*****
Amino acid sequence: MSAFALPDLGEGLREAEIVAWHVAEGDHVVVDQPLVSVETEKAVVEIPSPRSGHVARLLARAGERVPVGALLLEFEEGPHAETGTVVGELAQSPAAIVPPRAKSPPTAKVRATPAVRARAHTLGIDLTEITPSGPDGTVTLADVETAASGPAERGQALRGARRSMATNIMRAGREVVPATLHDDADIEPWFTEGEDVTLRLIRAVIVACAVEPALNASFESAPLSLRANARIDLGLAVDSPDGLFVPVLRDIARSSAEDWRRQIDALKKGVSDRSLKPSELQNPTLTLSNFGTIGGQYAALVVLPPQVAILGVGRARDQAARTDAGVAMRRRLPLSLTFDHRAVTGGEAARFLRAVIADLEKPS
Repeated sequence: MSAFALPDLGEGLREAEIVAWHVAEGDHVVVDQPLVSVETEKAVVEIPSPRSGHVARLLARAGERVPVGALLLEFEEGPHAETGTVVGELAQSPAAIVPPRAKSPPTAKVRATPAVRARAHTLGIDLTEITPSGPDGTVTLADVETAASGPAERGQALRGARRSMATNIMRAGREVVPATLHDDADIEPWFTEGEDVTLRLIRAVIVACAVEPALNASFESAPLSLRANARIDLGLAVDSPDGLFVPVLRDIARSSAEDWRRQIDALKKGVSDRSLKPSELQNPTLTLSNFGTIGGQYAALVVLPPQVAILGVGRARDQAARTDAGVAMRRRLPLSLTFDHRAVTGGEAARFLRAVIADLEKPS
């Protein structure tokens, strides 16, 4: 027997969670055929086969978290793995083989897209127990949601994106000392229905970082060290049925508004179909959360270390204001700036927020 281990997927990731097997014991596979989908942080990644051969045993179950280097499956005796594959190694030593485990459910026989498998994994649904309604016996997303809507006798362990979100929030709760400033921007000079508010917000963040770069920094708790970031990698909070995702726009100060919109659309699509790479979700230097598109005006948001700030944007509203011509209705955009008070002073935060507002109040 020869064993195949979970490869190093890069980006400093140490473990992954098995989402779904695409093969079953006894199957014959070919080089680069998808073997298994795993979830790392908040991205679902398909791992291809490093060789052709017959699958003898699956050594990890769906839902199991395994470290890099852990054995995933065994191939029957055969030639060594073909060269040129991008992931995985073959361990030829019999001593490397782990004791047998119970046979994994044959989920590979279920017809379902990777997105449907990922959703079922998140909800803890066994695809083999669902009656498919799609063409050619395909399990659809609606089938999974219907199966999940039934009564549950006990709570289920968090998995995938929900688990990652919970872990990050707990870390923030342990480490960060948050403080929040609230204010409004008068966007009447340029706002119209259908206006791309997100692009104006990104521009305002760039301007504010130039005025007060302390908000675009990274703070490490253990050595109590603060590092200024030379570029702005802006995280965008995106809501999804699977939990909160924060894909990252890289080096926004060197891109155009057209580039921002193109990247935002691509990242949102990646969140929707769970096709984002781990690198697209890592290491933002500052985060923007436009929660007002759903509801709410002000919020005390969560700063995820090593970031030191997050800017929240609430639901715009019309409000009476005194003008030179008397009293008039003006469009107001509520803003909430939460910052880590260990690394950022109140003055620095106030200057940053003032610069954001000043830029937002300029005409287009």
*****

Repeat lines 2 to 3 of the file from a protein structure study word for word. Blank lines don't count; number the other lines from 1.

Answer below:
Repeated sequence: MSAFALPDLGEGLREAEIVAWHVAEGDHVVVDQPLVSVETEKAVVEIPSPRSGHVARLLARAGERVPVGALLLEFEEGPHAETGTVVGELAQSPAAIVPPRAKSPPTAKVRATPAVRARAHTLGIDLTEITPSGPDGTVTLADVETAASGPAERGQALRGARRSMATNIMRAGREVVPATLHDDADIEPWFTEGEDVTLRLIRAVIVACAVEPALNASFESAPLSLRANARIDLGLAVDSPDGLFVPVLRDIARSSAEDWRRQIDALKKGVSDRSLKPSELQNPTLTLSNFGTIGGQYAALVVLPPQVAILGVGRARDQAARTDAGVAMRRRLPLSLTFDHRAVTGGEAARFLRAVIADLEKPS
């Protein structure tokens, strides 16, 4: 027997969670055929086969978290793995083989897209127990949601994106000392229905970082060290049925508004179909959360270390204001700036927020 281990997927990731097997014991596979989908942080990644051969045993179950280097499956005796594959190694030593485990459910026989498998994994649904309604016996997303809507006798362990979100929030709760400033921007000079508010917000963040770069920094708790970031990698909070995702726009100060919109659309699509790479979700230097598109005006948001700030944007509203011509209705955009008070002073935060507002109040 020869064993195949979970490869190093890069980006400093140490473990992954098995989402779904695409093969079953006894199957014959070919080089680069998808073997298994795993979830790392908040991205679902398909791992291809490093060789052709017959699958003898699956050594990890769906839902199991395994470290890099852990054995995933065994191939029957055969030639060594073909060269040129991008992931995985073959361990030829019999001593490397782990004791047998119970046979994994044959989920590979279920017809379902990777997105449907990922959703079922998140909800803890066994695809083999669902009656498919799609063409050619395909399990659809609606089938999974219907199966999940039934009564549950006990709570289920968090998995995938929900688990990652919970872990990050707990870390923030342990480490960060948050403080929040609230204010409004008068966007009447340029706002119209259908206006791309997100692009104006990104521009305002760039301007504010130039005025007060302390908000675009990274703070490490253990050595109590603060590092200024030379570029702005802006995280965008995106809501999804699977939990909160924060894909990252890289080096926004060197891109155009057209580039921002193109990247935002691509990242949102990646969140929707769970096709984002781990690198697209890592290491933002500052985060923007436009929660007002759903509801709410002000919020005390969560700063995820090593970031030191997050800017929240609430639901715009019309409000009476005194003008030179008397009293008039003006469009107001509520803003909430939460910052880590260990690394950022109140003055620095106030200057940053003032610069954001000043830029937002300029005409287009």